Illinois Early Learning (IEL) provides free and evidence-based resources to parents, caregivers, and teachers in the field of early childhood education. One of our avenues for providing information is through our blogs, which are informal, relatable articles. For many years, one of our blogs has been titled Children with Special Needs. We are changing the name of this blog to Children with Disabilities and Developmental Delays and want to share our reasoning with you.
Many terms and phrases fit a particular moment in time but become outdated as time passes and our understanding evolves. “Groovy!” fits right in when we are watching reruns of The Brady Bunch but feels out of place if used in daily conversation. Similarly, many members of the disability community (parents, teachers, individuals with disabilities) are moving away from the term special needs and opting for the term disabilities.
At IEL, we have decided to use the term disabilities as well. However, because much of our work focuses on young children (infants, toddlers, and preschoolers) who have developmental delays but not a specific disability, we feel it is important to acknowledge that group in our blog title as well. Hence the switch from Children with Special Needs to Children with Disabilities and Developmental Delays.
Why the change?
There are a few key reasons for our change in terminology. They include the intent to be more accurate and a strong desire to show respect to the disability community. With that said, we realize that we will not please everyone, and that some individuals prefer the phrase special needs.
Being more accurate
The term special needs is essentially a euphemism, or a way of saying something in an indirect way, often to avoid an uncomfortable topic, such as saying “between jobs” instead of “unemployed.” However, more people are recognizing the truth that there is nothing wrong with having a disability; it is simply one characteristic of many that may define an individual. In fact, having a disability is a natural experience of the human condition, so there is no reason to hide that fact by using vague or ambiguous terminology.
In fact, stating that a person has a disability, and naming that disability specifically, is much more accurate and helpful. For example, if I know that a person is blind, I can make sure my in-person communication with that person is based on spoken conversation and does not rely on nonverbal messages such as shoulder shrugs, nodding, or a “thumbs up.”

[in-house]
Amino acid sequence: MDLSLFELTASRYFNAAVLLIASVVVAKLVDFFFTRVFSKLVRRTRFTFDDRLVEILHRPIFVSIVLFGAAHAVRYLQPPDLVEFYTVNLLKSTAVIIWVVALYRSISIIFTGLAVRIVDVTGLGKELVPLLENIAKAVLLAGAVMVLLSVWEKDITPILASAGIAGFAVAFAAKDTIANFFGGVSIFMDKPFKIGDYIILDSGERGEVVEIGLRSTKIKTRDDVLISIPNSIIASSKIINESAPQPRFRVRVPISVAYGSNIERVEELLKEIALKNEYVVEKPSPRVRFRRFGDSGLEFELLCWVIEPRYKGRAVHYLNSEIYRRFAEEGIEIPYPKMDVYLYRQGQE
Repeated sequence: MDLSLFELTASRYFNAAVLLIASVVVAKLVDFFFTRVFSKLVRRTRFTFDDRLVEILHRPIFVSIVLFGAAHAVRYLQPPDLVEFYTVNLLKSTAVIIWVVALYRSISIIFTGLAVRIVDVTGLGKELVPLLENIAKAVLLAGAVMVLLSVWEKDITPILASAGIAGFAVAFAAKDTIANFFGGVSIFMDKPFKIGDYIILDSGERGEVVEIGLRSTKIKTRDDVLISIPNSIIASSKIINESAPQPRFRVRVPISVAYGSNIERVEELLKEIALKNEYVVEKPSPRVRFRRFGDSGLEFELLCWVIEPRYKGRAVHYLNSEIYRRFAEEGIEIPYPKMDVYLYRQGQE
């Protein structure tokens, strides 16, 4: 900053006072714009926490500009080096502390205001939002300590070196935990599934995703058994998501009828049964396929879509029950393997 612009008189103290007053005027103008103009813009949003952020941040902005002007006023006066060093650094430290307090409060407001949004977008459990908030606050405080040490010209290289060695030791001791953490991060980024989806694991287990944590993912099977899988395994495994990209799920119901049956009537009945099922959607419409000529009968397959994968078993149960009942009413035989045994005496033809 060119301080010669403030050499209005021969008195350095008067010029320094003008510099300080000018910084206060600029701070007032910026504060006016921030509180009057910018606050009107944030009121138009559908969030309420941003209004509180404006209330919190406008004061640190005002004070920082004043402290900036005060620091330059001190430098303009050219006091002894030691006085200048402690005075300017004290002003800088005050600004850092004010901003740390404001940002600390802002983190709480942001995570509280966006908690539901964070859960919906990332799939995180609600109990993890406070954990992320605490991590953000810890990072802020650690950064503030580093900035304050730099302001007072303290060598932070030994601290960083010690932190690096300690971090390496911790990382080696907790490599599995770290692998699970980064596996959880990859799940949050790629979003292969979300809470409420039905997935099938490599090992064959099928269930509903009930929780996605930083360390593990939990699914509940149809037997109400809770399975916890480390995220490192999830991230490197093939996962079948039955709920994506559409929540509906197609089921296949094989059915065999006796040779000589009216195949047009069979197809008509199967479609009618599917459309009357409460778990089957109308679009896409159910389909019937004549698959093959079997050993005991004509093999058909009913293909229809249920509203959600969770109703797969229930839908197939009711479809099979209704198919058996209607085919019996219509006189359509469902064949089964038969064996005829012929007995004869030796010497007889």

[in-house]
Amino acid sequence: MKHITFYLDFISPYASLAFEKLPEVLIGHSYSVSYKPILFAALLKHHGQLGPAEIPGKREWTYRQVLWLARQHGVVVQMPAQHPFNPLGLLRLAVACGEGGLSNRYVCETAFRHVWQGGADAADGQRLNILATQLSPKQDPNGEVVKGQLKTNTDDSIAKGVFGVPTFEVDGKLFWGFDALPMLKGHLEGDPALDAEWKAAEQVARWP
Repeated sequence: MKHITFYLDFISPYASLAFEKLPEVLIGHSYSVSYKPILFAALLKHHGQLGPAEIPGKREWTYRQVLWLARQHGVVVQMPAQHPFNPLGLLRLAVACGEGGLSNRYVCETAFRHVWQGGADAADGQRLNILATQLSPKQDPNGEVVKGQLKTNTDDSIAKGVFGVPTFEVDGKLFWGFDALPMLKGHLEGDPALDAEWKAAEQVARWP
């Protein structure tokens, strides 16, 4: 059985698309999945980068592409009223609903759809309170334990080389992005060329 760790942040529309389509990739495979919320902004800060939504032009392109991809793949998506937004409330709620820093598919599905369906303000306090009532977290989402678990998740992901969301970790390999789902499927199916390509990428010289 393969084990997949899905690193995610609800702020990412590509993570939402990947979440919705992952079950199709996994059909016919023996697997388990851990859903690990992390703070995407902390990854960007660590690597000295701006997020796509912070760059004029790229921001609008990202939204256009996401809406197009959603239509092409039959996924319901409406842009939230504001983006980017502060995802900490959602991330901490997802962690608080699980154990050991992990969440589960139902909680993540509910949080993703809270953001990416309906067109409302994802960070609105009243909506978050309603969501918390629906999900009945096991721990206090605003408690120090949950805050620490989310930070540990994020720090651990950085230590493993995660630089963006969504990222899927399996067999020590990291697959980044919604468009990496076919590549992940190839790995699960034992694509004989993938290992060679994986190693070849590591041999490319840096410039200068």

That said, we only need to discuss a person’s disability if it is relevant to the conversation. If I see a little girl with hearing aids at the grocery store, it would not be appropriate for me to ask the caregiver, “What is her disability?” However, if I am a teacher welcoming her as a new student in my class, it would be relevant for me to know that she is Deaf. When planning a curriculum, knowing her specific disability is much more useful than knowing she has “special needs.”
Many members of the disability community have begun to speak out against terminology that avoids the word disability and have advocated for simply “telling it like it is.” Examples of phrases that may be offensive or patronizing include special needs, people of all abilities, and differently abled.
Using accurate terminology shows respect for individuals with disabilities, many of whom have pointed out that their needs (for food, shelter, self-care, socialization, education, etc.) are not special at all. Everyone needs these things! As Lauren Potter, a popular actress with Down syndrome states in a PSA video, “If people with Down syndrome needed to eat dinosaur eggs, that would be special!”
Acknowledging individual choices
As we make this move to update our terminology, we also realize that language is subjective and holds different meanings for different people. Individuals with disabilities and their families should choose language that feels right to them. Preferences could include:
- He has special needs
- He has a disability
- He has cerebral palsy
People also may have a preference for person-first language, which puts the person before the disability (the boy with autism), while others may make a deliberate choice to use identity-first language (autistic boy). Individual choice is important.
Our recommendation for early childhood professionals is to start by using person-first language without euphemisms (child with autism, toddler with cerebral palsy). If individuals or families express a different preference, professionals can and should validate that choice by using their preferred terminology as consistently as possible. And, when in doubt, simply call a person by his or her name!
We thank the following people and publications that informed this blog:
- Dr. Meghan Burke
- Not Special Needs
- Special Needs Is an Ineffective Euphemism
- Empowered and Disabled: Why I Don’t Like “Special Needs”
- I Don’t Have Special Needs, He Said
- Three Reasons to Say Disability Instead of Special Needs
- Respectful Disability Language: Here’s What’s Up!
- People First Language and More
- Identity-First Language
About this resource
- Child Care Center
- Family Child Care
- Preschool Program
- Faculty / Trainer
- Parents / Family
- Teachers / Service providers
Age Levels (the age of the children to whom the article applies):
- Infants and Toddlers (Birth To Age 3)
- Preschoolers (Age 3 Through Age 5)